In response to the issue of court’s jurisdiction to hear and determine the current application, counsel submitted that the application was properly before the court under the provisions of Order 40 rule 1 and 2 of the Civil Procedure rules. She stated that it is trite law that orders under the law of Succession Act are limited to the conservatory orders and are aimed at preserving the estate. Counsel also submitted that Courts have similarly held that the wording, letter and spirit of the rules do not presuppose an injunction and as such the succession court lacks jurisdiction to issue temporary injunction. She relied on Succession CAUSE 409 / 2007 Lydiah Karimi & another v Joanina Kaimuri Mbwiria & 2 others  eKLR and the case of RE-ESTATE OF KULINGU (DECEASED) 20 02 Eklr 136 where Hon. J. Khamoni, J (as he then was) held :-
“While Section 47 of the LSA and Rule 73 P & A rules gives the High Court inherent powers to make such orders as may be necessary for the ends of justice to prevent abuse of court. In the same way as Section 3A CPA CAP 21 Laws of Kenya. However cautioned that Rule 73 cannot be used to do what the LSA does not allow the court to do…….. that it has to be used to do what is lawful only and thus cannot be invoked to apply for temporary injunctions and interlocutory orders of the CPR in probate matters”
In Joel Oichoe Oisebe v Bilia Bosibori Oisebe  Eklr Kisii Succession Cause 30/2014 Justice R. N Sitati. The court held interalia that Rule 63 of the Probate and Administration Rules imports several provisions of the civil procedure rules. The provisions imported do not include those that provide for injunctions. The fact that ORDER 40 has not been imported into the probate practice means that there was no intent at all to empower the court to entertain injunctions in probate and succession matters. The prayer for injunction was declined in the succession court.
In response to the issue that this matter is sub judice, Counsel submitted that the provisions of Section 6 of the Civil Procedure Act relate to stay of suits where a similar suit exists and which relates to the same subject matter, same parties and litigates on the same issues/ claim. She stated that the instant suit, the plaintiff’s claim is against the 2nd and 3rd defendants who are not party to the succession cause. That the claim before the court raises a distinct issue of purchase of land and/or purported transfer of proprietary rights in land by the 1st defendant and the use of land by the 2nd and 3rd respondents.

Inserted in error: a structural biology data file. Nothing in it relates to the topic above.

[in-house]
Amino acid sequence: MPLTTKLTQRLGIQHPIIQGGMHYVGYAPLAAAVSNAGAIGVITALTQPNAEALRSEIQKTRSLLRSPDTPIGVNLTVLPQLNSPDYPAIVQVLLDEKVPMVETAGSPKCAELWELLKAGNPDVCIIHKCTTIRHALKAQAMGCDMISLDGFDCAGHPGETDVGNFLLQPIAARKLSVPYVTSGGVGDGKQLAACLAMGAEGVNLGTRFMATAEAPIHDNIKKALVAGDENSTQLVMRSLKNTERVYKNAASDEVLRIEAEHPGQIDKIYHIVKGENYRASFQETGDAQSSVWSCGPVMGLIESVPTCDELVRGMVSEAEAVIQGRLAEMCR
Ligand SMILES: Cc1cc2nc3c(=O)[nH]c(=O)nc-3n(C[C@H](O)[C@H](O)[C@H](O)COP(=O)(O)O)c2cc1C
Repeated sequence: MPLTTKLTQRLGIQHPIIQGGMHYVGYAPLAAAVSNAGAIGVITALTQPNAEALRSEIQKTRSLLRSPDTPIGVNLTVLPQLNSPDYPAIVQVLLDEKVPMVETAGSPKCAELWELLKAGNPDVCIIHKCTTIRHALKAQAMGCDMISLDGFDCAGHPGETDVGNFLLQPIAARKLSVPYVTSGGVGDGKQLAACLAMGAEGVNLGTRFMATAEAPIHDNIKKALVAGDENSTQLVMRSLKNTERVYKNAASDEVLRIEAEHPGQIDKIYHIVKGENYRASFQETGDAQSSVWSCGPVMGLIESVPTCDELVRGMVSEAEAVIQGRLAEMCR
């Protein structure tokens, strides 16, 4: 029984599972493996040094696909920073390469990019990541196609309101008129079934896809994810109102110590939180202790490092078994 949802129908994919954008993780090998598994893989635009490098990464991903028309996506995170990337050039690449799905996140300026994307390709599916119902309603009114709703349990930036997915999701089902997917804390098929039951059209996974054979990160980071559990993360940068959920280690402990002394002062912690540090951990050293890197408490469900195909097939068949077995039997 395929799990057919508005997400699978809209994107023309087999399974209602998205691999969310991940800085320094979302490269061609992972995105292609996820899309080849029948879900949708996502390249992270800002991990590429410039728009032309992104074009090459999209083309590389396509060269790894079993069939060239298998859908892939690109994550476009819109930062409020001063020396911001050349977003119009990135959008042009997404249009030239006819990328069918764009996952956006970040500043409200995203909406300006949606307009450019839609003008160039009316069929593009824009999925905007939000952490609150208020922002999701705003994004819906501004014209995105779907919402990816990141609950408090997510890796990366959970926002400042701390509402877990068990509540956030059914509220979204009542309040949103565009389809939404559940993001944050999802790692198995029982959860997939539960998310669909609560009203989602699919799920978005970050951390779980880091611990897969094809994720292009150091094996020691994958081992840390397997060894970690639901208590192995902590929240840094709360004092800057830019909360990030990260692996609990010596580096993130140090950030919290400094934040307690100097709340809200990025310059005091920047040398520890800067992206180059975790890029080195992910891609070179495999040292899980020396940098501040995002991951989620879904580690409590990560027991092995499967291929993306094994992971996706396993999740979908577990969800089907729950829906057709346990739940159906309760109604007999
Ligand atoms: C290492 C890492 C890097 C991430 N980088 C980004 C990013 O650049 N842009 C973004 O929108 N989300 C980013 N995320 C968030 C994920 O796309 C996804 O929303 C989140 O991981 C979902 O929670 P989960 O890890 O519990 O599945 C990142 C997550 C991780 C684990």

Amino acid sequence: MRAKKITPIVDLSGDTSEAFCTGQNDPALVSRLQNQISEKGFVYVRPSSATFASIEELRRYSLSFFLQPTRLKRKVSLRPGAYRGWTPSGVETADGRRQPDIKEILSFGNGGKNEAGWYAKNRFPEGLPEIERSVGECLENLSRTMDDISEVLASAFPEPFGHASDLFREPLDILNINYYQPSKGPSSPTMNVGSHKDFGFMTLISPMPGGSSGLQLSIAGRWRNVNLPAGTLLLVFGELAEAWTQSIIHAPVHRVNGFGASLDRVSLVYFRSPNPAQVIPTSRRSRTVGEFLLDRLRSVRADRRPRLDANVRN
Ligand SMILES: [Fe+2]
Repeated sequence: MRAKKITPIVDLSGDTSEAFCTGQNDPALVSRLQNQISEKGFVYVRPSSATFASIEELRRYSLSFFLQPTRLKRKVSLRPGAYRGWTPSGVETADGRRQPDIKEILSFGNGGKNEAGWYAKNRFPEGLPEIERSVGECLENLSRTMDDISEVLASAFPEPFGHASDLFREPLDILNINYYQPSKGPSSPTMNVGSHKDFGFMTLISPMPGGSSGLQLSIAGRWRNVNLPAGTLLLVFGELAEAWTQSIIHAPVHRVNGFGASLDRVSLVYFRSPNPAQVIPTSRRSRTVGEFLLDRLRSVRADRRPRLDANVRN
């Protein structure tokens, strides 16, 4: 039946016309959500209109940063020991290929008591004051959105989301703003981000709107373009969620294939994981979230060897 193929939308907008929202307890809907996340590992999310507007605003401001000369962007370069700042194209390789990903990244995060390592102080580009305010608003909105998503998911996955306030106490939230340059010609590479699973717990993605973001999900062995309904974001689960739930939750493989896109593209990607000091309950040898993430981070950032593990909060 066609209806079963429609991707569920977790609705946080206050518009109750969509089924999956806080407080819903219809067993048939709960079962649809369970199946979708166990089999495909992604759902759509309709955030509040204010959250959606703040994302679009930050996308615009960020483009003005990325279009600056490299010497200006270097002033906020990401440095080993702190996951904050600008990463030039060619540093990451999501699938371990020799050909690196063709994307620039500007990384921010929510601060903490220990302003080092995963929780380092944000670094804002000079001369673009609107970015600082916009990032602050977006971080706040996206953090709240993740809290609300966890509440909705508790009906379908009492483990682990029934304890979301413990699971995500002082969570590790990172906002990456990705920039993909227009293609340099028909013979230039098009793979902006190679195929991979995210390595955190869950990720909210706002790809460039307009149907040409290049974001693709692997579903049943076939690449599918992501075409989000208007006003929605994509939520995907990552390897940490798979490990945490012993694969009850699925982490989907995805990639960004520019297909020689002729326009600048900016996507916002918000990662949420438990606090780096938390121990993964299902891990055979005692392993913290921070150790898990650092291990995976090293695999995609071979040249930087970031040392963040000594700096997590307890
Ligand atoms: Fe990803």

Counsel therefore submitted that the plaintiff/applicant had an established a prima facie case against the defendants and that unless the orders sought herein are granted the estate stood to suffer irreparable damage and loss. Miss Adhiambo, Counsel for the plaintiff also submitted that the plaintiff had satisfied the standards set out in the case of Giella- Vs- Cassman Brown and the guiding principles of granting temporary injunction. She relied on the Court of Appeal case of Mrao Ltd Vs First American Bank of Kenya and 2 others that held that :-
“A Prima facie case in a civil application includes but is not confined to a genuine and arguable case. It is a case which on the material presented to the court, a tribunal properly directing itself will conclude there exists a right which has apparently been infringed by the opposite party as to call for an explanation or rebuttal from the later.”
In Kenleb Cons Ltd – Vs- New Gatitu Service Station Ltd & another, Bosire J held that “to succeed in an application for injunction, an applicant must show he has a legal or equitable, right which requires protection by injunction.”
Counsel urged the court to allow the plaintiff’s application as prayed.
Defendants’ Counsel’s Submission
Counsel for the defendants relied on the supporting affidavit sworn by EMMANUEL KIPLETING MUTAI the 1st defendant herein. He stated that the applicant did not plead that there is a succession cause no. 349 of 2014 which cause is dealing with land parcel Nandi/Lelmokwo/399. Mr. Nyamweya Counsel for the defendants submitted that the orders sought in the current application could have been issued in the said succession Cause. Counsel cited section 6 of the Civil Procedure Act which deals with stay of suits and provides as follows: